Ask a panel of watch enthusiasts what the most useful complication on a watch is, and chances are they'll tell you it’s the date function. The self-changing date was invented by Rolex in 1945, so perhaps it might surprise you to discover that the perpetual calendar, one of the most impressive complications ever designed, made its first appearance on a wristwatch twenty years before that. Strangely, the movement in that wristwatch came into existence in 1898, over a quarter-century prior, making one of the most important movements of our time the one that almost got away...
The movement in question was Patek Philippe's 97975, which spent the first twenty-seven years of its life nestled inside ladies' pendant watches, before being transplanted into a wristwatch in 1925 at the request of watch connoisseur Thomas Emery. He recognised the greatness of this little movement, and today the perpetual calendar is Patek Philippe's signature complication.
But what is it that makes a perpetual calendar so impressive? To understand that, we need a quick history lesson. Early Roman calendars were based on the lunar cycle, and had ten months. These months all had thirty days, except the last month to be added - February - which was docked two days to synchronise with the moon. Then, during the reign of Caesar Augustus, the solar calendar was introduced and two more months were added. Some of the months gained a day (the ones named after Roman Emperors) and every fourth year became a leap year to match the solar cycle. To make things even more confusing, at the turn of every century a leap year was skipped to stop the 'leaps' veering too far the other way. Pope Gregory XIII, however, decided to tweak the calendar again, because there was still a fractionate amount of slip. The concern was that Easter was moving away from the spring equinox, so by adding a leap year back to every 400th year, the accuracy of the calendar was improved further.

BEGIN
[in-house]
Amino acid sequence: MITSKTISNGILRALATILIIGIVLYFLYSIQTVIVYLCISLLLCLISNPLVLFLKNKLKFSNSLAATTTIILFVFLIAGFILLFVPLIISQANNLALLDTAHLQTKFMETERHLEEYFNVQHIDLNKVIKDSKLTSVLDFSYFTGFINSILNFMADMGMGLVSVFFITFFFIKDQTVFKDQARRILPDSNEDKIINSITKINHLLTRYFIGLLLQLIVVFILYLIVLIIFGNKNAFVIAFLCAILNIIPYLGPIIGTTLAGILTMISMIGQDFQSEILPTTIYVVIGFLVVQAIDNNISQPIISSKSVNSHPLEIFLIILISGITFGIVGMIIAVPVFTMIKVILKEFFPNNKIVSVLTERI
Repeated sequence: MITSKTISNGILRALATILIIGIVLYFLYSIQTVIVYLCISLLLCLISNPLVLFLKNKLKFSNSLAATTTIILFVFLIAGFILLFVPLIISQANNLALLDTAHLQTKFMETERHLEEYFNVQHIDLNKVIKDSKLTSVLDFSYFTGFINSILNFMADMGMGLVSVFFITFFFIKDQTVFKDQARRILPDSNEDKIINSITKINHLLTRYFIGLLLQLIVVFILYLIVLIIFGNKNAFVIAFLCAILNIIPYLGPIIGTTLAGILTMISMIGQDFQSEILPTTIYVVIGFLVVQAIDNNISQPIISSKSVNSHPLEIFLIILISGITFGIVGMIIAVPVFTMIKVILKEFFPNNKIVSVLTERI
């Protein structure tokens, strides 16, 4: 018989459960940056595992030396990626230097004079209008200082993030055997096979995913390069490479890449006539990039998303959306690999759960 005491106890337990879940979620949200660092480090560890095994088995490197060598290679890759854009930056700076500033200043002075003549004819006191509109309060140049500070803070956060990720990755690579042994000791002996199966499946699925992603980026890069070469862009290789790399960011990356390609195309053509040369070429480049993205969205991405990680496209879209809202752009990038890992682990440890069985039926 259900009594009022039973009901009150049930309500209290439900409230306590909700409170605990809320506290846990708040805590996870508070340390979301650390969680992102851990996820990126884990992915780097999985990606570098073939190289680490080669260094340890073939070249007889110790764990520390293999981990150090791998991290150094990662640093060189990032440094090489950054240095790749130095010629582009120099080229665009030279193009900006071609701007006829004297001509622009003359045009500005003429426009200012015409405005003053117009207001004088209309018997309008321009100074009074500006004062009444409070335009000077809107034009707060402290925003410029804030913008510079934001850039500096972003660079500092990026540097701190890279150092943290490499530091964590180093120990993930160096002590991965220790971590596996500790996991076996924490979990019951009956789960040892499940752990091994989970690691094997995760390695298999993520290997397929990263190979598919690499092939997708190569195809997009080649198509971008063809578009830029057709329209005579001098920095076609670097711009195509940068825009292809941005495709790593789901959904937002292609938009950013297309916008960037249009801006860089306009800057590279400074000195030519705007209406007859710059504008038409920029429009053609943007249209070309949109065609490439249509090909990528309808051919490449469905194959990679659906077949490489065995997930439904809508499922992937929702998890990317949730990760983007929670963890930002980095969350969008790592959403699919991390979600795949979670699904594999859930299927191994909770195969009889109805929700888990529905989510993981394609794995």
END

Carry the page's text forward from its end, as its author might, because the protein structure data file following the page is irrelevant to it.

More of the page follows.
His Gregorian calendar is the bane of a watchmaker's existence, and despite over a century of development, even the most accurate perpetual calendar watches still need adjustment when centuries turn without a leap year. Despite this, a perpetual calendar can differentiate between leap and non-leap years the rest of the time, allowing it to display the date, day, month and year correctly. So how does it do this?
The heart of the perpetual calendar is the program drive wheel (or cam). Most perpetual calendars work in a similar way to IWC's impressive crown-operated calibre 51614: its program wheel is a gear with four years' worth of square teeth, with each tooth representing a month. The teeth vary in length for the duration of the corresponding month, with the February on the fourth year being slightly shorter than the others to accommodate the extra day. The lever running to the program wheel 'feels' the depth of each tooth and skips the days forward at the end of the month accordingly.
With thousands of parts working in unison, it's obvious why the perpetual calendar is so highly revered. With the next adjustment not needed for the best part of a century, lucky owners (and the generation that follows them) can enjoy over 20 billion beats of their perpetual calendar's heart before they even need to lift a finger.